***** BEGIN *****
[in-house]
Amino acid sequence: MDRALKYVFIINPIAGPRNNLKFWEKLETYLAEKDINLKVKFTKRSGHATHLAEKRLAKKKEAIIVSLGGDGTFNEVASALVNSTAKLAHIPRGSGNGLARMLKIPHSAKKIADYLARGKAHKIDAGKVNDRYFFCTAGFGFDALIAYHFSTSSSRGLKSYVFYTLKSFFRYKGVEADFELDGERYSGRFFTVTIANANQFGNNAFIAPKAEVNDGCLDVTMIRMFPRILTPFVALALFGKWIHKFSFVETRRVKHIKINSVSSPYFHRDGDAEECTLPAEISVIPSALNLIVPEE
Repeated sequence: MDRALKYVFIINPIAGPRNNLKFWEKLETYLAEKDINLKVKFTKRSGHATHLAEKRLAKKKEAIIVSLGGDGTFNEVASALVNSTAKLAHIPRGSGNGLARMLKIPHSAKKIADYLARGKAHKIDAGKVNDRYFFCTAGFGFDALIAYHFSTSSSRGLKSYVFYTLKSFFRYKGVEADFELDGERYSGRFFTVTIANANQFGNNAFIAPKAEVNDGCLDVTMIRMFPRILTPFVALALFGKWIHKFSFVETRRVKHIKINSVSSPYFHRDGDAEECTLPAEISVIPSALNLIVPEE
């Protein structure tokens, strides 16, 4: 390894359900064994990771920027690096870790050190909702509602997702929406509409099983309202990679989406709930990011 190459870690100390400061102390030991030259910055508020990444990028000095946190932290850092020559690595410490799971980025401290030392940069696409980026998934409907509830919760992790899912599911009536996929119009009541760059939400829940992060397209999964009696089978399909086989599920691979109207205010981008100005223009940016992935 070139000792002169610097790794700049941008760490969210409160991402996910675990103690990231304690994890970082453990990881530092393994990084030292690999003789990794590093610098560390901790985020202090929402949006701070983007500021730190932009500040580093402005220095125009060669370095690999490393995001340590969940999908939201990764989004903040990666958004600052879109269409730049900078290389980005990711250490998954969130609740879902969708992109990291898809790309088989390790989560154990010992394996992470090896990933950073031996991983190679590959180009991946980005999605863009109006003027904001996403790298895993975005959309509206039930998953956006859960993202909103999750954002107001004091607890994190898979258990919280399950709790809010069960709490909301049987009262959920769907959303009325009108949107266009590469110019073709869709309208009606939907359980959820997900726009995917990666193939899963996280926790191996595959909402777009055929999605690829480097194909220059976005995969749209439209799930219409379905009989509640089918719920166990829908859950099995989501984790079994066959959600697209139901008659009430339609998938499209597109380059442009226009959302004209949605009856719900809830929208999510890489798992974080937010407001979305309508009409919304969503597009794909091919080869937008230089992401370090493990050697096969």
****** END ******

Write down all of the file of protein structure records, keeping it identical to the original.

[in-house]
Amino acid sequence: MDRALKYVFIINPIAGPRNNLKFWEKLETYLAEKDINLKVKFTKRSGHATHLAEKRLAKKKEAIIVSLGGDGTFNEVASALVNSTAKLAHIPRGSGNGLARMLKIPHSAKKIADYLARGKAHKIDAGKVNDRYFFCTAGFGFDALIAYHFSTSSSRGLKSYVFYTLKSFFRYKGVEADFELDGERYSGRFFTVTIANANQFGNNAFIAPKAEVNDGCLDVTMIRMFPRILTPFVALALFGKWIHKFSFVETRRVKHIKINSVSSPYFHRDGDAEECTLPAEISVIPSALNLIVPEE
Repeated sequence: MDRALKYVFIINPIAGPRNNLKFWEKLETYLAEKDINLKVKFTKRSGHATHLAEKRLAKKKEAIIVSLGGDGTFNEVASALVNSTAKLAHIPRGSGNGLARMLKIPHSAKKIADYLARGKAHKIDAGKVNDRYFFCTAGFGFDALIAYHFSTSSSRGLKSYVFYTLKSFFRYKGVEADFELDGERYSGRFFTVTIANANQFGNNAFIAPKAEVNDGCLDVTMIRMFPRILTPFVALALFGKWIHKFSFVETRRVKHIKINSVSSPYFHRDGDAEECTLPAEISVIPSALNLIVPEE
């Protein structure tokens, strides 16, 4: 390894359900064994990771920027690096870790050190909702509602997702929406509409099983309202990679989406709930990011 190459870690100390400061102390030991030259910055508020990444990028000095946190932290850092020559690595410490799971980025401290030392940069696409980026998934409907509830919760992790899912599911009536996929119009009541760059939400829940992060397209999964009696089978399909086989599920691979109207205010981008100005223009940016992935 070139000792002169610097790794700049941008760490969210409160991402996910675990103690990231304690994890970082453990990881530092393994990084030292690999003789990794590093610098560390901790985020202090929402949006701070983007500021730190932009500040580093402005220095125009060669370095690999490393995001340590969940999908939201990764989004903040990666958004600052879109269409730049900078290389980005990711250490998954969130609740879902969708992109990291898809790309088989390790989560154990010992394996992470090896990933950073031996991983190679590959180009991946980005999605863009109006003027904001996403790298895993975005959309509206039930998953956006859960993202909103999750954002107001004091607890994190898979258990919280399950709790809010069960709490909301049987009262959920769907959303009325009108949107266009590469110019073709869709309208009606939907359980959820997900726009995917990666193939899963996280926790191996595959909402777009055929999605690829480097194909220059976005995969749209439209799930219409379905009989509640089918719920166990829908859950099995989501984790079994066959959600697209139901008659009430339609998938499209597109380059442009226009959302004209949605009856719900809830929208999510890489798992974080937010407001979305309508009409919304969503597009794909091919080869937008230089992401370090493990050697096969």